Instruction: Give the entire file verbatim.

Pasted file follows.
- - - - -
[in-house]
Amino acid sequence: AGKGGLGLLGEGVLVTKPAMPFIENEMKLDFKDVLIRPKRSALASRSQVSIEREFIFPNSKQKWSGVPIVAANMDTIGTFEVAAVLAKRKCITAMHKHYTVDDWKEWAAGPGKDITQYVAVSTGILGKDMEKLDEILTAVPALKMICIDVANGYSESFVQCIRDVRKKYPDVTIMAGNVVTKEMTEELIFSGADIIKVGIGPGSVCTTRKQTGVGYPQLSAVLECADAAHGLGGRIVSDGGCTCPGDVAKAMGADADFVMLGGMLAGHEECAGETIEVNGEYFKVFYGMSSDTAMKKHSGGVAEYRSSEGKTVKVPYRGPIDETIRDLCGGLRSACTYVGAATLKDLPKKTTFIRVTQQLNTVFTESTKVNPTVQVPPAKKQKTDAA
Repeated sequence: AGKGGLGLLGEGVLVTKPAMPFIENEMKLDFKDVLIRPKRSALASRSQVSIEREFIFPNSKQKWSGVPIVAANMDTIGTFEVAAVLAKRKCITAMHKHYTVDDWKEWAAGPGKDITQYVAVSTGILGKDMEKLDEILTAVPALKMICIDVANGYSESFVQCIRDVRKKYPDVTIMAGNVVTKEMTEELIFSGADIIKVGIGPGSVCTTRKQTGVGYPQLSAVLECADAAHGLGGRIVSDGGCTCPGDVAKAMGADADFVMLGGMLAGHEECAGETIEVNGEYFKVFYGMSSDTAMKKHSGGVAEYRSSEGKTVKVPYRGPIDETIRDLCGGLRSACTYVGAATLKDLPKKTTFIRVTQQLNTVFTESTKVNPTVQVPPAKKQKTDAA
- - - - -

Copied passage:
[in-house]
Amino acid sequence: AGKGGLGLLGEGVLVTKPAMPFIENEMKLDFKDVLIRPKRSALASRSQVSIEREFIFPNSKQKWSGVPIVAANMDTIGTFEVAAVLAKRKCITAMHKHYTVDDWKEWAAGPGKDITQYVAVSTGILGKDMEKLDEILTAVPALKMICIDVANGYSESFVQCIRDVRKKYPDVTIMAGNVVTKEMTEELIFSGADIIKVGIGPGSVCTTRKQTGVGYPQLSAVLECADAAHGLGGRIVSDGGCTCPGDVAKAMGADADFVMLGGMLAGHEECAGETIEVNGEYFKVFYGMSSDTAMKKHSGGVAEYRSSEGKTVKVPYRGPIDETIRDLCGGLRSACTYVGAATLKDLPKKTTFIRVTQQLNTVFTESTKVNPTVQVPPAKKQKTDAA
Repeated sequence: AGKGGLGLLGEGVLVTKPAMPFIENEMKLDFKDVLIRPKRSALASRSQVSIEREFIFPNSKQKWSGVPIVAANMDTIGTFEVAAVLAKRKCITAMHKHYTVDDWKEWAAGPGKDITQYVAVSTGILGKDMEKLDEILTAVPALKMICIDVANGYSESFVQCIRDVRKKYPDVTIMAGNVVTKEMTEELIFSGADIIKVGIGPGSVCTTRKQTGVGYPQLSAVLECADAAHGLGGRIVSDGGCTCPGDVAKAMGADADFVMLGGMLAGHEECAGETIEVNGEYFKVFYGMSSDTAMKKHSGGVAEYRSSEGKTVKVPYRGPIDETIRDLCGGLRSACTYVGAATLKDLPKKTTFIRVTQQLNTVFTESTKVNPTVQVPPAKKQKTDAA